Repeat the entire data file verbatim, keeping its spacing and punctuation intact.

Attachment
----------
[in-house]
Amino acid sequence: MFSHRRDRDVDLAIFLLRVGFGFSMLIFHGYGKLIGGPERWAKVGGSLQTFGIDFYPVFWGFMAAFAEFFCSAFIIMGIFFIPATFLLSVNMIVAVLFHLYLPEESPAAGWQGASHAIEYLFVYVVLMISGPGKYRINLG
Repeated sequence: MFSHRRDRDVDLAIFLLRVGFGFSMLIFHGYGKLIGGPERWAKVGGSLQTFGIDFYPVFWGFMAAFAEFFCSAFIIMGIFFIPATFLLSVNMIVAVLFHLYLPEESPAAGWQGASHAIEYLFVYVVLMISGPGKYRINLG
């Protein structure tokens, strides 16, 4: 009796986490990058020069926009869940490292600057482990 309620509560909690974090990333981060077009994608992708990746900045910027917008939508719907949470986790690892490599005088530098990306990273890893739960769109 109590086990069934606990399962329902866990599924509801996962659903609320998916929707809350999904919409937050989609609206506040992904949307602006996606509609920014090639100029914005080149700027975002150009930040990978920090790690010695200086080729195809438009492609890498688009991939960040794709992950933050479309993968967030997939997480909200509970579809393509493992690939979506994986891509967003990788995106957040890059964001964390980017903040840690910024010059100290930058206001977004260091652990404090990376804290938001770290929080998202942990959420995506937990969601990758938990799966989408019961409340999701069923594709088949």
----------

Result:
[in-house]
Amino acid sequence: MFSHRRDRDVDLAIFLLRVGFGFSMLIFHGYGKLIGGPERWAKVGGSLQTFGIDFYPVFWGFMAAFAEFFCSAFIIMGIFFIPATFLLSVNMIVAVLFHLYLPEESPAAGWQGASHAIEYLFVYVVLMISGPGKYRINLG
Repeated sequence: MFSHRRDRDVDLAIFLLRVGFGFSMLIFHGYGKLIGGPERWAKVGGSLQTFGIDFYPVFWGFMAAFAEFFCSAFIIMGIFFIPATFLLSVNMIVAVLFHLYLPEESPAAGWQGASHAIEYLFVYVVLMISGPGKYRINLG
């Protein structure tokens, strides 16, 4: 009796986490990058020069926009869940490292600057482990 309620509560909690974090990333981060077009994608992708990746900045910027917008939508719907949470986790690892490599005088530098990306990273890893739960769109 109590086990069934606990399962329902866990599924509801996962659903609320998916929707809350999904919409937050989609609206506040992904949307602006996606509609920014090639100029914005080149700027975002150009930040990978920090790690010695200086080729195809438009492609890498688009991939960040794709992950933050479309993968967030997939997480909200509970579809393509493992690939979506994986891509967003990788995106957040890059964001964390980017903040840690910024010059100290930058206001977004260091652990404090990376804290938001770290929080998202942990959420995506937990969601990758938990799966989408019961409340999701069923594709088949």